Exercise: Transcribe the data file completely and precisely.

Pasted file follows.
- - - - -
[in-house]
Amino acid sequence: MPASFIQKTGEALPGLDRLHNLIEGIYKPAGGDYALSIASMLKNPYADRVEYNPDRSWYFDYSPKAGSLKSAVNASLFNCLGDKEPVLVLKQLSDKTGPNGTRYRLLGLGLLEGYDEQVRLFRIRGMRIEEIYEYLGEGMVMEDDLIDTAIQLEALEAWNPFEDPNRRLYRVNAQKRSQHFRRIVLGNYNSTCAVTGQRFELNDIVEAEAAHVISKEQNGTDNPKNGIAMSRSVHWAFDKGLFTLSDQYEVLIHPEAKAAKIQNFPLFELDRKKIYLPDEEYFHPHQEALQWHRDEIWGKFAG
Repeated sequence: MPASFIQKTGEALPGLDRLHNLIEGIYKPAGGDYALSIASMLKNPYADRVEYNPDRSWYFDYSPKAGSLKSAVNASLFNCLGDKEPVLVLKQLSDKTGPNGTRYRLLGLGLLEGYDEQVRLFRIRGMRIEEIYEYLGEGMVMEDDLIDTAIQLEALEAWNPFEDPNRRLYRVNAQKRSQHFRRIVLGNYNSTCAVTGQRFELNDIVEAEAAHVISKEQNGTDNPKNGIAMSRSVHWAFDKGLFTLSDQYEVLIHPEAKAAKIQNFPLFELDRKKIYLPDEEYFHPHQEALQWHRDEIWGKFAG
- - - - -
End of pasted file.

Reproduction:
[in-house]
Amino acid sequence: MPASFIQKTGEALPGLDRLHNLIEGIYKPAGGDYALSIASMLKNPYADRVEYNPDRSWYFDYSPKAGSLKSAVNASLFNCLGDKEPVLVLKQLSDKTGPNGTRYRLLGLGLLEGYDEQVRLFRIRGMRIEEIYEYLGEGMVMEDDLIDTAIQLEALEAWNPFEDPNRRLYRVNAQKRSQHFRRIVLGNYNSTCAVTGQRFELNDIVEAEAAHVISKEQNGTDNPKNGIAMSRSVHWAFDKGLFTLSDQYEVLIHPEAKAAKIQNFPLFELDRKKIYLPDEEYFHPHQEALQWHRDEIWGKFAG
Repeated sequence: MPASFIQKTGEALPGLDRLHNLIEGIYKPAGGDYALSIASMLKNPYADRVEYNPDRSWYFDYSPKAGSLKSAVNASLFNCLGDKEPVLVLKQLSDKTGPNGTRYRLLGLGLLEGYDEQVRLFRIRGMRIEEIYEYLGEGMVMEDDLIDTAIQLEALEAWNPFEDPNRRLYRVNAQKRSQHFRRIVLGNYNSTCAVTGQRFELNDIVEAEAAHVISKEQNGTDNPKNGIAMSRSVHWAFDKGLFTLSDQYEVLIHPEAKAAKIQNFPLFELDRKKIYLPDEEYFHPHQEALQWHRDEIWGKFAG